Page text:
Over the last decade, I have been surrounded by the idea of using a vision, mission, values and purpose to define an organization. I read and heard about what each element represented and the reason it existed. However, it wasn’t until a class last semester that the idea of using them all together really sunk in for me. It was definitely an “ah, ha” moment that helped to clarify how to better use them as a whole.
- Vision: The vision of an organization should clearly define where that organization is going. This is subject to change over time as realities change with the organization and its surrounding.
- Mission: The mission is the who, when and how for getting to where the vision has set out. These are similarly subject to change over time and as the direction of the organization shifts.
- Values: The values of an organization are the “rules of engagement” or norms of behavior. While these can change with time, they should be more steadfast than the mission and vision.
- Purpose: Purpose is the “why” for the organization; why they do what they do. Unlike the other elements, purpose should never change. The purpose should be the single pillar to guide decisions when conflicts arise. If a newly developed mission doesn’t fit within the purpose, then the mission should change.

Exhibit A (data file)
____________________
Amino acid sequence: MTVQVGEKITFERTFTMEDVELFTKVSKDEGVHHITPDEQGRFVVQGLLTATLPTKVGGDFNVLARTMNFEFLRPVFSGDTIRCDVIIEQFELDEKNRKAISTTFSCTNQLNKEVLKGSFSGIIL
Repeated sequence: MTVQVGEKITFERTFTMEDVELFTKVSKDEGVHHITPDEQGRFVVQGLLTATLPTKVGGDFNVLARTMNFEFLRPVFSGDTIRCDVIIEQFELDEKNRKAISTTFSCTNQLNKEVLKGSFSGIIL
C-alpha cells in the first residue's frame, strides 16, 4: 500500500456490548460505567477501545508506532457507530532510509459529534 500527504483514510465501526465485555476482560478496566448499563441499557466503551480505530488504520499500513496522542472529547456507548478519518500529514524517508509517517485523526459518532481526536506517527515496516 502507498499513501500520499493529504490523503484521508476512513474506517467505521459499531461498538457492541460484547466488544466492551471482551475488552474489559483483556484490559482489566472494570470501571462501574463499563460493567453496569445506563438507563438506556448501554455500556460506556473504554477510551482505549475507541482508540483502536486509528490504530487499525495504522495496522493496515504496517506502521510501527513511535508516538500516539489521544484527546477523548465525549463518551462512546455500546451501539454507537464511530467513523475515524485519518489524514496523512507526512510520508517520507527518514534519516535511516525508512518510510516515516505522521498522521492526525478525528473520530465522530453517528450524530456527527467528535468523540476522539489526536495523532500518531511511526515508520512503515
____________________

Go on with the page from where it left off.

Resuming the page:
In the past, I have looked at each of these elements as individual pieces, not a single flow of items to help guide an organization’s direction and employee behavior. The several posts I have made about Vision and Mission still hold true, but should be looked at within a greater context. The purpose of the organization is the baseline in which everything else should be generated.
For an organization to be truly successful, especially in the startup phase, there must be a shared purpose. A great example of purpose that was used in my class is from the University of Texas – To transform lives for the benefit of society. This purpose clearly describes the basis for everything that goes on at UT and should guide the behavior of those charged with fulfilling it.
When thinking about where you work or your own company, is there a concrete purpose? If you have trouble finding or thinking of one, try to develop one. If you want to take it a step further, if it is where you work, bring it up to your boss for discussion. If you are the boss, then discuss with those you work with to see if a shared purpose can be developed.
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